Tenerife is the undisputed champ when it comes to winter sunshine breaks and continues to pull in the crowds – up to 10 million travelers a year. While this may sound like mass tourism gone mad, nothing could be further from the truth. With the exception of hectic Playa de las Americas and neighbouring Los Cristianos, Tenerife beach life is refreshingly low key. In fact the island has moved away from a reputation for cheap booze and burgers and is just as likely to incorporate swanky spas, eco-adventure, golf and wellness retreats, even in the aforementioned hotspots. Of course there is just as much opportunity to indulge in a traditional diet of sun and sand, water sports and mindless fun for the kids.
Life at nearby Fañabe and Del Duque revolves around cultured dining, shopping and luxury spa hotels and is the place to mingle with A-list celebs. North Tenerife is noted more for cultural pursuits and a rural way of life and if that is more your style then Puerto de la Cruz makes for the ideal base. This neat beach resort with cobbled streets, boasting an attractive promenade and is home to the Loro Parque wildlife centre, a popular stop on the tour bus circuit.[vsw id=”prvEux662cg” source=”youtube” width=”680″ height=”530″ autoplay=”no”]
The whole island of Tenerife is well connected either by public transport or organised excursions. The most popular side trip away from the beach is to the Teide National Park where you can scale the volcanic peak on a five hour hike or take it easy riding a cable car to the summit. Mountain bike treks are also popular in the forested foothills. Whichever mode you take, the views from the top are fabulous. Dozens of traditional Canarian villages dot the landscape, from quaint fishing communities to age old cave dwellings perched high in the mountains. The picture perfect village of Masca takes most of the plaudits. Located high on a rocky outcrop with tracks leading down through a lush pine forest to a desolate beach, this is arguably Tenerife’s most breathtaking hiking trail.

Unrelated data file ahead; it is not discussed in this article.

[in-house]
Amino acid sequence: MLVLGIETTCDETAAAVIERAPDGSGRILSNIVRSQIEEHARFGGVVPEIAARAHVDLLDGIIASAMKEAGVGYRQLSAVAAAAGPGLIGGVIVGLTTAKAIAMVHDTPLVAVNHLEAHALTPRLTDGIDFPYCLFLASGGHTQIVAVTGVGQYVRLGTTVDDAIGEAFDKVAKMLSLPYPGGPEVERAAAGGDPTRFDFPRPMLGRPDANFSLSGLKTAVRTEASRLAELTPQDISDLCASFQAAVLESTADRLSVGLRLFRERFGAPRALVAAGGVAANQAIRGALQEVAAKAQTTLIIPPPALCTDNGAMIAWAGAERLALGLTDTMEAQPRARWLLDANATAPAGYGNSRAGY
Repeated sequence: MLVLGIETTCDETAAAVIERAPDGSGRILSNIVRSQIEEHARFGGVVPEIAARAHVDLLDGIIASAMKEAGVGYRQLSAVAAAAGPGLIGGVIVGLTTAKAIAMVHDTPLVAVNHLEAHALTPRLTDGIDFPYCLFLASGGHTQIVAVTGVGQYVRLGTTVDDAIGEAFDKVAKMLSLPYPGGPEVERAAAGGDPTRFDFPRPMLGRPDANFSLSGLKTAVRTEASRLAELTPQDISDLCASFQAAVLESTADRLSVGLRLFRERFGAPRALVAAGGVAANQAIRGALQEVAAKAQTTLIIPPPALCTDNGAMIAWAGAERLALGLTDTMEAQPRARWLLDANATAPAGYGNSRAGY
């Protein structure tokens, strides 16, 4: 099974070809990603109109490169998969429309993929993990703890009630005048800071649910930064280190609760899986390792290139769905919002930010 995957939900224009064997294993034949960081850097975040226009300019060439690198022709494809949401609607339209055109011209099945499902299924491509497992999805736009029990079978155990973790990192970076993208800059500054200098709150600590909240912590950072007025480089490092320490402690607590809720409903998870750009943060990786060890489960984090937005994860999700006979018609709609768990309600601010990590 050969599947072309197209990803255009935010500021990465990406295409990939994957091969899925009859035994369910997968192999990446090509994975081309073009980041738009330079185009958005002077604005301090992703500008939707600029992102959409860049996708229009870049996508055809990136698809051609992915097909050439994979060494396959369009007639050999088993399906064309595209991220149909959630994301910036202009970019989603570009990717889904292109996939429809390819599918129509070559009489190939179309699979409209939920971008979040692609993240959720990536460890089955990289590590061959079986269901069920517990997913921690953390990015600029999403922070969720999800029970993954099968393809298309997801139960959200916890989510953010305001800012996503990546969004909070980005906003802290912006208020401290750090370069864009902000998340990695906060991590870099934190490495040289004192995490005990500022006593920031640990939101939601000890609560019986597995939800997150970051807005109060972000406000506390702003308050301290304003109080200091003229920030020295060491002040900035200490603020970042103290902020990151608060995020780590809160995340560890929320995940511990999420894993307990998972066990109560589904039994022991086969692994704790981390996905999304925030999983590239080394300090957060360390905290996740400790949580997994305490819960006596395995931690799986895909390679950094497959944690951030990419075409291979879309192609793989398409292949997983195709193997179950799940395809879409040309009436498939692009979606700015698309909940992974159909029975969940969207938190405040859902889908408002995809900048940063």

Although it plays second fiddle to beach life, there is a vibrant arts scene to discover on the island. Tenerife has several symphony and chamber orchestras based in the capital of Santa Cruz, although you can often catch a musical performance near Costa Adeje at the Magma Art Centre. The island capital is big on cultural heritage too. You’ll find museums dedicated to natural sciences, anthropology and archaeology and even star gazing. Holidaymakers staying in Puerto de la Cruz can take a break from the beach and learn about Tenerife’s pre Hispanic Guanche heritage, crafts and folklore.
Tenerife’s myriad countryside activities and extreme sporty action are a big hit with all ages and you will be surprised with the sheer variety of fun to be had. In addition to a typical diet of water sports, you can go in search of whales and dolphins, paragliding, canyoning, caving, kayaking and horse riding. Of course Tenerife is still king of winter golfing breaks with eight championship courses.